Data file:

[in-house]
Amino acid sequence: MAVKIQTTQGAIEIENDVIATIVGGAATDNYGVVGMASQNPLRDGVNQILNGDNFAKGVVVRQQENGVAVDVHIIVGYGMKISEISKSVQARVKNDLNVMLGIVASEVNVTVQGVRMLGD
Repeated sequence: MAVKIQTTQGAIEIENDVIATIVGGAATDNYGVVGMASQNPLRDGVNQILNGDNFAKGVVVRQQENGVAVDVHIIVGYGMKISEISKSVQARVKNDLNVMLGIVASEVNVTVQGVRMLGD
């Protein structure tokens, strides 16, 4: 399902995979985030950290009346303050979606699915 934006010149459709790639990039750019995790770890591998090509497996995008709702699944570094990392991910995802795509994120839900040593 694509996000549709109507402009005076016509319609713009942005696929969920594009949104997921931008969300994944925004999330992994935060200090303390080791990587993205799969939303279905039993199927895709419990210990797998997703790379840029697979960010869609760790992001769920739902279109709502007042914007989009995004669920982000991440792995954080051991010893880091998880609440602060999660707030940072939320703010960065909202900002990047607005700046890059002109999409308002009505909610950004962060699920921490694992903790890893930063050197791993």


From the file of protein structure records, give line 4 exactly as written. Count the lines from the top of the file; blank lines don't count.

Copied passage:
């Protein structure tokens, strides 16, 4: 399902995979985030950290009346303050979606699915 934006010149459709790639990039750019995790770890591998090509497996995008709702699944570094990392991910995802795509994120839900040593 694509996000549709109507402009005076016509319609713009942005696929969920594009949104997921931008969300994944925004999330992994935060200090303390080791990587993205799969939303279905039993199927895709419990210990797998997703790379840029697979960010869609760790992001769920739902279109709502007042914007989009995004669920982000991440792995954080051991010893880091998880609440602060999660707030940072939320703010960065909202900002990047607005700046890059002109999409308002009505909610950004962060699920921490694992903790890893930063050197791993």